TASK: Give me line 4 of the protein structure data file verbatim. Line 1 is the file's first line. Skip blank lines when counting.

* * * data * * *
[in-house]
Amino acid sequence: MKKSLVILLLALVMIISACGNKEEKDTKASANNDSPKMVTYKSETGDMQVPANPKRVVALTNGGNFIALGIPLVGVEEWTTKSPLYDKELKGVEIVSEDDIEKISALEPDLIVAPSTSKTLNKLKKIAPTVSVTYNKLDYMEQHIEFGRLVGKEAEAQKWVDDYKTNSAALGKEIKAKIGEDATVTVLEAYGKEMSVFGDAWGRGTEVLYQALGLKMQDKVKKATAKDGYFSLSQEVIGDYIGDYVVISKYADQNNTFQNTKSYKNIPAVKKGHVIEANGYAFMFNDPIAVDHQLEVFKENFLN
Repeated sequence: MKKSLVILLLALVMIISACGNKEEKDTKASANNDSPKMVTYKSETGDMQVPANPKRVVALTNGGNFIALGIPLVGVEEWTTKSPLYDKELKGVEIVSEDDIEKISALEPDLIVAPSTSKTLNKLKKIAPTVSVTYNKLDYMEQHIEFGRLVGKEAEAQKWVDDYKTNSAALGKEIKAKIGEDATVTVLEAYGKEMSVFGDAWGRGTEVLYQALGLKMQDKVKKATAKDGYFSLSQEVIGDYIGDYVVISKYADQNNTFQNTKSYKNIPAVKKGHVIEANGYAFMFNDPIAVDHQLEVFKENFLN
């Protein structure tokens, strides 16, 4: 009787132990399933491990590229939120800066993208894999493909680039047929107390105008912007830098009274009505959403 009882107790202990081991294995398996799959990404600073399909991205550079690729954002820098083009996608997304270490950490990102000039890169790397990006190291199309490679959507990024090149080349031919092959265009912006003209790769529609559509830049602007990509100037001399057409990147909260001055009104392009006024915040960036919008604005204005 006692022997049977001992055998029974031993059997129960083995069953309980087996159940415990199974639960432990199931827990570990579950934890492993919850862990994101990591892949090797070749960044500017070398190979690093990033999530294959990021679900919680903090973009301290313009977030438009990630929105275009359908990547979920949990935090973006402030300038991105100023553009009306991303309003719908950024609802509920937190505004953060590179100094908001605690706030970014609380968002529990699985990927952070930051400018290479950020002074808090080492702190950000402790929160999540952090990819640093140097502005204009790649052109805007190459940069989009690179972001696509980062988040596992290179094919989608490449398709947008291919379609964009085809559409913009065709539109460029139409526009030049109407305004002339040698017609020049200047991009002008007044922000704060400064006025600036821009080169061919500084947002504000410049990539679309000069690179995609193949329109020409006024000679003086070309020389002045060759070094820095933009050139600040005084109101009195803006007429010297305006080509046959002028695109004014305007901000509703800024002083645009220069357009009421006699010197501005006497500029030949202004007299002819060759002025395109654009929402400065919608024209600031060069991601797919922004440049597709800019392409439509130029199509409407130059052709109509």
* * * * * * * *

């Protein structure tokens, strides 16, 4: 009787132990399933491990590229939120800066993208894999493909680039047929107390105008912007830098009274009505959403 009882107790202990081991294995398996799959990404600073399909991205550079690729954002820098083009996608997304270490950490990102000039890169790397990006190291199309490679959507990024090149080349031919092959265009912006003209790769529609559509830049602007990509100037001399057409990147909260001055009104392009006024915040960036919008604005204005 006692022997049977001992055998029974031993059997129960083995069953309980087996159940415990199974639960432990199931827990570990579950934890492993919850862990994101990591892949090797070749960044500017070398190979690093990033999530294959990021679900919680903090973009301290313009977030438009990630929105275009359908990547979920949990935090973006402030300038991105100023553009009306991303309003719908950024609802509920937190505004953060590179100094908001605690706030970014609380968002529990699985990927952070930051400018290479950020002074808090080492702190950000402790929160999540952090990819640093140097502005204009790649052109805007190459940069989009690179972001696509980062988040596992290179094919989608490449398709947008291919379609964009085809559409913009065709539109460029139409526009030049109407305004002339040698017609020049200047991009002008007044922000704060400064006025600036821009080169061919500084947002504000410049990539679309000069690179995609193949329109020409006024000679003086070309020389002045060759070094820095933009050139600040005084109101009195803006007429010297305006080509046959002028695109004014305007901000509703800024002083645009220069357009009421006699010197501005006497500029030949202004007299002819060759002025395109654009929402400065919608024209600031060069991601797919922004440049597709800019392409439509130029199509409407130059052709109509």